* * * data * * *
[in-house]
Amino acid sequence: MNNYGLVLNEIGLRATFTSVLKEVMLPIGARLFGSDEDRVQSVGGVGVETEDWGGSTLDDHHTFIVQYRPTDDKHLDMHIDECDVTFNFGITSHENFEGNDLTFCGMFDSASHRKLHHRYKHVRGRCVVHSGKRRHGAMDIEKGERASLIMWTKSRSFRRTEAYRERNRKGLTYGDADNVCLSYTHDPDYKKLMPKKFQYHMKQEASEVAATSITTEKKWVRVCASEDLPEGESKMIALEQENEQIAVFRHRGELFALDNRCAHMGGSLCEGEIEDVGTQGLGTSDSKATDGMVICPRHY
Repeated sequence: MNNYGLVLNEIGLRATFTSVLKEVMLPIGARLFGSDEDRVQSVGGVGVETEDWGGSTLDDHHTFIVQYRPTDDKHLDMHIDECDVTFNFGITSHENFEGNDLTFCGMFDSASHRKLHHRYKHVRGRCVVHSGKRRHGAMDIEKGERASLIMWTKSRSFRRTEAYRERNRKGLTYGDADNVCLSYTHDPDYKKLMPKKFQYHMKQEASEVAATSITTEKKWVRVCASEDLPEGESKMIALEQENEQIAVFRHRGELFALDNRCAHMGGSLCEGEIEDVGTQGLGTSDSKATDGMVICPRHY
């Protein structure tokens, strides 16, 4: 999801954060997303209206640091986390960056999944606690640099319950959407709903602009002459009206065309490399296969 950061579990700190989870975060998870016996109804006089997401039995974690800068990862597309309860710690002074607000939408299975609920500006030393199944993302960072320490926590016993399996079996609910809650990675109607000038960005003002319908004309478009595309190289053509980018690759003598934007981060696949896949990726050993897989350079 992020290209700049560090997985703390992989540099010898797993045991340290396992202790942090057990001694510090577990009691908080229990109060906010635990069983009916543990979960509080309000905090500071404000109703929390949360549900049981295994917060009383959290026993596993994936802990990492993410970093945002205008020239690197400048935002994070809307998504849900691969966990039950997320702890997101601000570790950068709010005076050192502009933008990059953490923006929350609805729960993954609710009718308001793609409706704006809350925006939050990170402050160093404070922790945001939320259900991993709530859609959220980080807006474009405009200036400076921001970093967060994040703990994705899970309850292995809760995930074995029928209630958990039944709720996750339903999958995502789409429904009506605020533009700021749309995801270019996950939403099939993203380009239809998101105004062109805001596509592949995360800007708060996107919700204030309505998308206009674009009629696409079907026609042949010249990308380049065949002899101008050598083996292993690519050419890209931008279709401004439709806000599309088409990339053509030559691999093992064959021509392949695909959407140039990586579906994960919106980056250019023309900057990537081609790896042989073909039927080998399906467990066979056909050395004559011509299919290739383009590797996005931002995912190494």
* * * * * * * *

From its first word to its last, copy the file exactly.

[in-house]
Amino acid sequence: MNNYGLVLNEIGLRATFTSVLKEVMLPIGARLFGSDEDRVQSVGGVGVETEDWGGSTLDDHHTFIVQYRPTDDKHLDMHIDECDVTFNFGITSHENFEGNDLTFCGMFDSASHRKLHHRYKHVRGRCVVHSGKRRHGAMDIEKGERASLIMWTKSRSFRRTEAYRERNRKGLTYGDADNVCLSYTHDPDYKKLMPKKFQYHMKQEASEVAATSITTEKKWVRVCASEDLPEGESKMIALEQENEQIAVFRHRGELFALDNRCAHMGGSLCEGEIEDVGTQGLGTSDSKATDGMVICPRHY
Repeated sequence: MNNYGLVLNEIGLRATFTSVLKEVMLPIGARLFGSDEDRVQSVGGVGVETEDWGGSTLDDHHTFIVQYRPTDDKHLDMHIDECDVTFNFGITSHENFEGNDLTFCGMFDSASHRKLHHRYKHVRGRCVVHSGKRRHGAMDIEKGERASLIMWTKSRSFRRTEAYRERNRKGLTYGDADNVCLSYTHDPDYKKLMPKKFQYHMKQEASEVAATSITTEKKWVRVCASEDLPEGESKMIALEQENEQIAVFRHRGELFALDNRCAHMGGSLCEGEIEDVGTQGLGTSDSKATDGMVICPRHY
């Protein structure tokens, strides 16, 4: 999801954060997303209206640091986390960056999944606690640099319950959407709903602009002459009206065309490399296969 950061579990700190989870975060998870016996109804006089997401039995974690800068990862597309309860710690002074607000939408299975609920500006030393199944993302960072320490926590016993399996079996609910809650990675109607000038960005003002319908004309478009595309190289053509980018690759003598934007981060696949896949990726050993897989350079 992020290209700049560090997985703390992989540099010898797993045991340290396992202790942090057990001694510090577990009691908080229990109060906010635990069983009916543990979960509080309000905090500071404000109703929390949360549900049981295994917060009383959290026993596993994936802990990492993410970093945002205008020239690197400048935002994070809307998504849900691969966990039950997320702890997101601000570790950068709010005076050192502009933008990059953490923006929350609805729960993954609710009718308001793609409706704006809350925006939050990170402050160093404070922790945001939320259900991993709530859609959220980080807006474009405009200036400076921001970093967060994040703990994705899970309850292995809760995930074995029928209630958990039944709720996750339903999958995502789409429904009506605020533009700021749309995801270019996950939403099939993203380009239809998101105004062109805001596509592949995360800007708060996107919700204030309505998308206009674009009629696409079907026609042949010249990308380049065949002899101008050598083996292993690519050419890209931008279709401004439709806000599309088409990339053509030559691999093992064959021509392949695909959407140039990586579906994960919106980056250019023309900057990537081609790896042989073909039927080998399906467990066979056909050395004559011509299919290739383009590797996005931002995912190494």